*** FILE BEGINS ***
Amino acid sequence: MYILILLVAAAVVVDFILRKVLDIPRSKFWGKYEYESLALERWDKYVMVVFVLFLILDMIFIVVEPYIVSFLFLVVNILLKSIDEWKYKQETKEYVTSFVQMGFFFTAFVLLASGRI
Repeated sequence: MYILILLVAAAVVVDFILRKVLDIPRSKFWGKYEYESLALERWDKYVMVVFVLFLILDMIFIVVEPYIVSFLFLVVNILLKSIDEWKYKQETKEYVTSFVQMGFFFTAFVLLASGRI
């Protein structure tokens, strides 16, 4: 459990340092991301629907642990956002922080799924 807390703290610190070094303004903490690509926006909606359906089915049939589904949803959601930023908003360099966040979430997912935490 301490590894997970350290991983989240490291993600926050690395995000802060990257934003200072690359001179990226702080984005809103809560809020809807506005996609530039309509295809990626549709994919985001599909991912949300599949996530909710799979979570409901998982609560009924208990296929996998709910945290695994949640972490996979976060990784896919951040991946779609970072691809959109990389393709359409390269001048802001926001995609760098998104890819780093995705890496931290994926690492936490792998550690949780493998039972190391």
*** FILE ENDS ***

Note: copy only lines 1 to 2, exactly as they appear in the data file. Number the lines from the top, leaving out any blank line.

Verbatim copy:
Amino acid sequence: MYILILLVAAAVVVDFILRKVLDIPRSKFWGKYEYESLALERWDKYVMVVFVLFLILDMIFIVVEPYIVSFLFLVVNILLKSIDEWKYKQETKEYVTSFVQMGFFFTAFVLLASGRI
Repeated sequence: MYILILLVAAAVVVDFILRKVLDIPRSKFWGKYEYESLALERWDKYVMVVFVLFLILDMIFIVVEPYIVSFLFLVVNILLKSIDEWKYKQETKEYVTSFVQMGFFFTAFVLLASGRI